“I was opposed unless we could find a way to close the road because I felt it was a safety concern that we couldn’t have our campus split in half like that,” said Webb. “Mark [Prak] was not dissuaded or discouraged. He said, ‘Well, let’s try and close the road.’ So, he teed that up and was successful in envisioning a Village Center.”
Prak was encouraged by the Village’s receptivity to closing the road and how the idea meshed with Mayor Peter Quinn’s vision and the Village Council’s wish to create a safer, more welcoming, more easily accessible approach from the ferry landing to the lighthouse and Village Center.
“We petitioned the Village Council to close that street and the Council has been supportive of our plans, as have the other stakeholders in the Village, the homeowners’ association, the Chapel, the Village post office and just about everybody,” said Prak.
With the right location secured, the Foundation turned its attention to the campus site design. The initial impetus for the project, and its beating heart still today, is the Foundation’s desire to properly display the First Order Fresnel Lens of the Cape Fear Light that once stood near Captain Charlie’s Cottages.
Prior to the decommissioning and demolition of the Cape Fear Light in 1958, its lens was dismantled. Over the course of the next half century, piece by piece, the lens’s glass prisms and bullseye panels were bought by customers of Labriola’s antique shop in Wilmington, N.C. In 2009, when the shop closed, the Foundation purchased the unsold parts. While 100 percent of the frame and the chariot (the turning mechanism base) are intact, Webb estimates only about 35 percent of the panels and prisms are available for display, and the Foundation is still actively soliciting for them to be returned.
The less than 1,000-square foot building truly functions as the unofficial “front door” for 30,000 annual visitors to Old Baldy Lighthouse.
Lens components continue to come out of the woodwork, with two prisms recently purchased for $5 each in Wilmington by a Foundation event planner, Julie Coxe, who stumbled across them at an estate sale.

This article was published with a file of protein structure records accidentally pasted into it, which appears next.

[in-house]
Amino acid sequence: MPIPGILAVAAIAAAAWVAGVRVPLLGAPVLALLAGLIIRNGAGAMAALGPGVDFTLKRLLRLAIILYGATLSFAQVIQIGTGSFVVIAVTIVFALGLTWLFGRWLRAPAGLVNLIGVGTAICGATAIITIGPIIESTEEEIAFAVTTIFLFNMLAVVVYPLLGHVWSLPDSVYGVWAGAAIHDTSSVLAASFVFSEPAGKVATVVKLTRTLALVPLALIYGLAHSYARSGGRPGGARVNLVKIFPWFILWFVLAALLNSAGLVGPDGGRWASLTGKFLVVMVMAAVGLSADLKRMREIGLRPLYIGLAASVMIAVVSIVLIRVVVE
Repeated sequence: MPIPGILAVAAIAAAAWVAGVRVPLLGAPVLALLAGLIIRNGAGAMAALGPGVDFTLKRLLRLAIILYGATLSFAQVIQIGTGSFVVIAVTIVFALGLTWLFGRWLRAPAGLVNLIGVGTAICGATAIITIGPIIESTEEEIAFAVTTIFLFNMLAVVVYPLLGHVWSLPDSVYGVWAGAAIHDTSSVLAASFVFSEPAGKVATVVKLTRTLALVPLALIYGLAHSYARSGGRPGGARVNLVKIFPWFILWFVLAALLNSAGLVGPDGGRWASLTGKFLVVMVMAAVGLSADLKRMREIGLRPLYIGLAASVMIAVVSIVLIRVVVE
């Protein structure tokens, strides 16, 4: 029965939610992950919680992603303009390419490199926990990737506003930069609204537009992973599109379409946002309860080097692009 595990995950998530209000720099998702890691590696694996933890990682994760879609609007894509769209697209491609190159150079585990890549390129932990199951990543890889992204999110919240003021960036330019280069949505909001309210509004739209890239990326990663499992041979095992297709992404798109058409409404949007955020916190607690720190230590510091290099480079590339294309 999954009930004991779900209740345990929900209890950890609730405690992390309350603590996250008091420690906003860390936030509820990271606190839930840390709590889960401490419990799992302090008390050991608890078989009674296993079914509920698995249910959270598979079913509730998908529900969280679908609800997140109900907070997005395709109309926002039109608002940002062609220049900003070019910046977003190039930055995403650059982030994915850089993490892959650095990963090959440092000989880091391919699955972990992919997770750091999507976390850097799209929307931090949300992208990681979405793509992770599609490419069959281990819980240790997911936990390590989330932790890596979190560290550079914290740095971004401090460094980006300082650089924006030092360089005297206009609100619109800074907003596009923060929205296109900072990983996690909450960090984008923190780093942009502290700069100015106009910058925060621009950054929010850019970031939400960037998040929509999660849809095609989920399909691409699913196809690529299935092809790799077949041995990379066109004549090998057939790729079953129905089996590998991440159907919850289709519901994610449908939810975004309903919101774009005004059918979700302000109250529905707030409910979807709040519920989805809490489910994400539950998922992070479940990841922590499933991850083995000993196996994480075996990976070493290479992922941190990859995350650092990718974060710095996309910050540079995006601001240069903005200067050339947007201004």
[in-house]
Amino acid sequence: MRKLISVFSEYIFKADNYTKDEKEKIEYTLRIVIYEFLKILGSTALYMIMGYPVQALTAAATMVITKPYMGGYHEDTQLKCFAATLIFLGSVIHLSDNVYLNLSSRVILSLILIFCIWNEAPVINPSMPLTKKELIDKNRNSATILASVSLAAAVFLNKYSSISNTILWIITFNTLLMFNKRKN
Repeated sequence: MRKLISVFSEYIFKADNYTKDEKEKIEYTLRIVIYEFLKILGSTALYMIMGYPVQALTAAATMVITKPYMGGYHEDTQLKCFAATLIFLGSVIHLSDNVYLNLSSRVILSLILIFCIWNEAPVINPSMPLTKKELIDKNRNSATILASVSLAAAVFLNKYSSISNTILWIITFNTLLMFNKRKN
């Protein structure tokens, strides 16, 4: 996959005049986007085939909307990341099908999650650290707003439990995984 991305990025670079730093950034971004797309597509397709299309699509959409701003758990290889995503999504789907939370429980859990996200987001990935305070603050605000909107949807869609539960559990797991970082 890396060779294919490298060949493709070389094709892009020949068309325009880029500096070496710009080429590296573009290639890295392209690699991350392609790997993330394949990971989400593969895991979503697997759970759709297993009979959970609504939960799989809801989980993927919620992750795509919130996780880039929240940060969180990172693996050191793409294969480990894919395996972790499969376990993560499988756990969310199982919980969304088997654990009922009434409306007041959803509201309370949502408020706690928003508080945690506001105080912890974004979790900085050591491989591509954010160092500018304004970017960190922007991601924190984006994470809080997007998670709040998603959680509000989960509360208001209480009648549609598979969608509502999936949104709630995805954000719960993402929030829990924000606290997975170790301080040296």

“When you can see something, you can visualize better than just reading it on a flat piece of paper,” emphasized Webb. “When you have three-dimensional objects from that period, you can picture the Lifesaving Service hauling a Lyle gun down the beach and using a breeches buoy. You can get a better feel for what people were doing and it brings history to life.”
Prak expressed his excitement over the richer experience the Foundation staff could create for visitors, given the opportunity for more room.
“We intend to follow the National Park Service guidelines on how to care for a Fresnel lens. So, it has to be protected from solar. It has to be in a climate-controlled environment. It also can’t be touched by the visitor. And for proper viewing, if you have something that tall, you have to be able to stand back to fully appreciate it.”
Visitors to the interpretive center will enter a winding gallery that leads to a dramatically lit display of the Fresnel lens as the final exhibit. Including the chariot undercarriage on which it sits, the lens is 18 feet tall. The chariot will drop below the finished floor into a waterproof concrete drum but will still be visible. Lampists, most of them Coast Guard retirees, will clean the panels and prisms and use a special putty to attach them to the metal frame. It’s the Foundation’s intention that the public be able to view the fascinating and painstaking process of the lens being reassembled on site.
In addition to the Fresnel lens, dozens of other important artifacts will be displayed for the first time, including pottery sherds from an archaeological dig performed on the lighthouse grounds, a Revolutionary War-era button from a British officer’s uniform found near the lighthouse, a logbook from the Cape Fear Lifesaving Station, and a can that held gunpowder for a Lyle gun that helped rescue sailors stranded on Frying Pan Shoals.
“With the limited space we have, our various historians have done a really great job, and Chris [Webb] and the staff have put things up online,” said Prak. “They’ve made a lot of telling of the history possible. But some of these things just have to be shown. I’m most excited about the ability to have museum-quality displays prepared that tell the history in a way that allows adults and children to be able to learn it, know it, and appreciate it more fully,” he continued.
In addition to bringing previously unseen artifacts out of storage, the interpretive center will improve the presentation of objects the public already sees, said Webb.
“The rudder of the La Rosa di Bilboa [a Spanish galleon shipwrecked off the shore of Bald Head Island in 1804] is in the dark inside the lighthouse, very hard to see, very hard to interpret. So, it’s the interpretation of these artifacts and the correct method of display that is important and that we hope to achieve with a campus expansion,” Webb said.